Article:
“We know we have big shoes to fill,” Shapiro said. “But we wear our own shoes and we’re going to use them to walk in new directions and blaze new trails.”
Because there’s enough talk about Egypt without my two cents.
(1) There is reasonably broad support for the thought that Republicans should consider Tea Party ideas, even among those Americans who are not themselves Tea Party “supporters”.
(2) It looks like a recent Chinese propaganda video ripped a scene from Top Gun.
(3) Interested in a funeral pyre to send your loved one into the great beyond? Head to Colorado.
(5) Apparently the band Nirvana is old enough that people can rip them off without seeming like a “me too” wannabe grunge band. Here’s my take on Warpaint’s “Undertow”.
Not much in the story from the Times-Herald, as this is relatively fresh & breaking.
Montgomery County Commissioners Vice Chairman Joe Hoeffel has announced that he will not seek re-election.
State Rep. Josh Shapiro, D-153 Dist., has entered into the race with Leslie Richards, a current Whitemarsh Township supervisor.
I cannot imagine that perpetual candidate for offices Joe Hoeffel will just fade away into the darkness.
You may remember he got an appointment from Ed Rendell in return for dropping out of the Lt Gov race in 2006. He has no such patron in the state government anymore… maybe he’s headed for a federal appointment of some kind.
The Montco Dems, Hoeffel included, were early Hillary supporters in 2008, so perhaps not.
On today’s show, Barry and I discuss my recent interview with Ambassador John Bolton, cover some Montgomery County business and make a BIG ANNOUNCEMENT. Tune in from 10 AM to 11 AM today.
Live streaming here.
On Thursday, January 27, I had the great privilege of interviewing Ambassador John R. Bolton on the occasion of the Philadelphia Freedom Center honoring him with the Patrick Henry Award. (For part 1 of the interview, please click here). As events in Egypt continue to unfold, PAWatercooler was fortuitous in obtaining firsthand the Ambassador’s insights on precarious situation.
No doubt that the unrest in Egypt has the potential to leave the Middle East, and possibly the world, forever altered. And while it is tempting to view the unrest with optimism considering that it has been inspired by desires for liberty and democracy, Bolton cautions us that it is important to consider that the people protesting in the streets are not necessarily capable of creating or establishing the type of Jeffersonian democracy with which we in the United States are most familiar. Indeed, with the entre of the Muslim Brotherhood into the mix on Friday, all bets are off on what the future holds for Egypt.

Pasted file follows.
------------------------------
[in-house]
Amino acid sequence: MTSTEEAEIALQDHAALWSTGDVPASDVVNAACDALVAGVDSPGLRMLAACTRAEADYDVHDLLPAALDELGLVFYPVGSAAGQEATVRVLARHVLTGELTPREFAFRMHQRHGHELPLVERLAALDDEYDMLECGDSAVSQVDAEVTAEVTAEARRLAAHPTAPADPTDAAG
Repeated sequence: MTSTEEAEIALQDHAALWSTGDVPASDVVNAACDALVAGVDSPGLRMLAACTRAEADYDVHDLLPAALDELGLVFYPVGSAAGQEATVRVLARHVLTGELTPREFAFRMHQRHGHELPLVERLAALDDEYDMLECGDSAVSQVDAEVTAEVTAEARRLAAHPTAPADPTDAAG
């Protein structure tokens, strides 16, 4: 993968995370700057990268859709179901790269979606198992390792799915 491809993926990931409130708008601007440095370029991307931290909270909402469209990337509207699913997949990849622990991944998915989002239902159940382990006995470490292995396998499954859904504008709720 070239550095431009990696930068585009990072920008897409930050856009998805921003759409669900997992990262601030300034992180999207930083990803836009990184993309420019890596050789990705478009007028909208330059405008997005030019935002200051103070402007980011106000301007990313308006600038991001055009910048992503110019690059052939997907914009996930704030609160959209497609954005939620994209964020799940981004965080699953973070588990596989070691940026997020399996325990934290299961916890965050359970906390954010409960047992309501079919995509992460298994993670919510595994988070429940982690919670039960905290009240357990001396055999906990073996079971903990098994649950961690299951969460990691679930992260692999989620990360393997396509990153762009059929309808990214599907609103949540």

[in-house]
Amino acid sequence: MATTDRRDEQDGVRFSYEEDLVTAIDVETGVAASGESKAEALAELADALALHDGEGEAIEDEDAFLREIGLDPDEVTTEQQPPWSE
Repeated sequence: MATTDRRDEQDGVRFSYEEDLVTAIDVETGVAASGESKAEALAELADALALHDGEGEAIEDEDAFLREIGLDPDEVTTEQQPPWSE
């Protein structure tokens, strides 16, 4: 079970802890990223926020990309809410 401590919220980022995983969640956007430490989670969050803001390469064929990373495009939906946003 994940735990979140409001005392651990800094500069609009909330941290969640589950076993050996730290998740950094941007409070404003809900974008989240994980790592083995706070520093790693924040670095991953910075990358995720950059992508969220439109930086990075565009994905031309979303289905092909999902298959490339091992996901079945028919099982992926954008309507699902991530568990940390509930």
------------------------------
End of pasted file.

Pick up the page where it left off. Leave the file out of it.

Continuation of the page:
With that in mind, I asked Ambassador Bolton about a recent fatwa issued by Imad Mustafa at Egypt’s al-Azhar University. As NR’s Andrew C. McCarthy reports the fatwa has expressly endorsed a doctrine of “offensive jihad” that is acceptable in the following circumstances:
o (a) “to secure Islam’s border”;
o (b) “to extend God’s religion to people in cases where the governments do not allow it”; and
o (c) “to remove every religion but Islam from the Arabian peninsula.”
McCarthy concludes that the second prong of the fatwa “would also approve campaigns of aggression against countries that bar any aspect of Islamic belief or practice that Muslim scholars deem “necessary” to the full implementation of Islamic law.” Ambassador Bolton believes that the ramifications from this pronouncement have yet to be revealed, but we in the West should be cognizant of the fact that most Middle Eastern universities are radicalized.
Looking towards Israel and the Palestinians, I asked Ambassador Bolton about the story of Al-Jazeera’s version of “wiki-leaks.” Starting last week, Al-Jazeera has been releasing documents covering a decade of Mideast talks between Israel and the Palestinian Authority. The Arab television station alleges that the documents show that Palestinian President Mahmoud Abbas and his aides, specifically one Saeb Erekat, have been making concessions to Israel and coordinating closely with Israel’s military. Erekat claims that Al-Jazeera is engaging in a smear campaign, that some of the documents are faked and that the TV station has taken many of the quotes out of context in an effort to convict him in the public square. Ambassador Bolton’s sense of this story is that the documents are probably legitimate. This could have positive ramifications for Hamas, the party opposing the Abbas leadership.
I asked Ambassador Bolton about the many threats facing our nation from a dangerous world. But first and foremost, Bolton believes that a nuclear Iran is the threat with cause for most concern. He believes that the U.S. policy towards Iran of sanctions and talks have been largely ineffective and it is a critical mistake for the U.S. to think that it can contain a nuclear Iran in much the same way as, say a nuclear U.S.S.R. was contained.